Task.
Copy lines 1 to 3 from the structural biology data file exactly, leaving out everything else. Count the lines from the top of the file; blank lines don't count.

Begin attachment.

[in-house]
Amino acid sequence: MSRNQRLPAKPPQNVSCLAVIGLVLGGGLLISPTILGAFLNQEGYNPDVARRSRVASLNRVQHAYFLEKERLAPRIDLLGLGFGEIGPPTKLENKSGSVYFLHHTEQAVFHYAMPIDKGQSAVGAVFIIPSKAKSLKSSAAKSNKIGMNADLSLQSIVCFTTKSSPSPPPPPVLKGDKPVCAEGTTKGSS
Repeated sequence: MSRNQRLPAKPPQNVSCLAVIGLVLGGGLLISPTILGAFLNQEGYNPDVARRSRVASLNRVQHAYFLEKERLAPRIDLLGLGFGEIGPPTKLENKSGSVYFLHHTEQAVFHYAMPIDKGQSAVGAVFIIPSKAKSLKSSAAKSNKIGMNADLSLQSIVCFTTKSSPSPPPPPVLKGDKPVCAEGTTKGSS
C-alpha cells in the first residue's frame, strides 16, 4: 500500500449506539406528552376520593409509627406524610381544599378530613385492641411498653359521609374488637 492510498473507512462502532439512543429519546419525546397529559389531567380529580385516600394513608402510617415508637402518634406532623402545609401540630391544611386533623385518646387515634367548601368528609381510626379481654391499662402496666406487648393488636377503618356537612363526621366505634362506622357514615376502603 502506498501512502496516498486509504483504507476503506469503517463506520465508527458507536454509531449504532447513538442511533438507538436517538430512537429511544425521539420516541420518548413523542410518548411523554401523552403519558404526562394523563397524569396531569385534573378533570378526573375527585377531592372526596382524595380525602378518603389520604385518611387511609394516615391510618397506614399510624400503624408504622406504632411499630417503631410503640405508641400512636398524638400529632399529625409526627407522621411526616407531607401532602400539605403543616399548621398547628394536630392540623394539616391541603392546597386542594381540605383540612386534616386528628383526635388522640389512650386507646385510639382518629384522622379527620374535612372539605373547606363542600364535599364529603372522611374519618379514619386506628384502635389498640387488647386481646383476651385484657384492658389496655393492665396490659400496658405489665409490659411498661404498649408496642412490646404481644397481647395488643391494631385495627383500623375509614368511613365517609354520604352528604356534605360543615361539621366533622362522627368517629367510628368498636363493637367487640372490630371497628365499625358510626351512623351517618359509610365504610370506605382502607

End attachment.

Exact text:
[in-house]
Amino acid sequence: MSRNQRLPAKPPQNVSCLAVIGLVLGGGLLISPTILGAFLNQEGYNPDVARRSRVASLNRVQHAYFLEKERLAPRIDLLGLGFGEIGPPTKLENKSGSVYFLHHTEQAVFHYAMPIDKGQSAVGAVFIIPSKAKSLKSSAAKSNKIGMNADLSLQSIVCFTTKSSPSPPPPPVLKGDKPVCAEGTTKGSS
Repeated sequence: MSRNQRLPAKPPQNVSCLAVIGLVLGGGLLISPTILGAFLNQEGYNPDVARRSRVASLNRVQHAYFLEKERLAPRIDLLGLGFGEIGPPTKLENKSGSVYFLHHTEQAVFHYAMPIDKGQSAVGAVFIIPSKAKSLKSSAAKSNKIGMNADLSLQSIVCFTTKSSPSPPPPPVLKGDKPVCAEGTTKGSS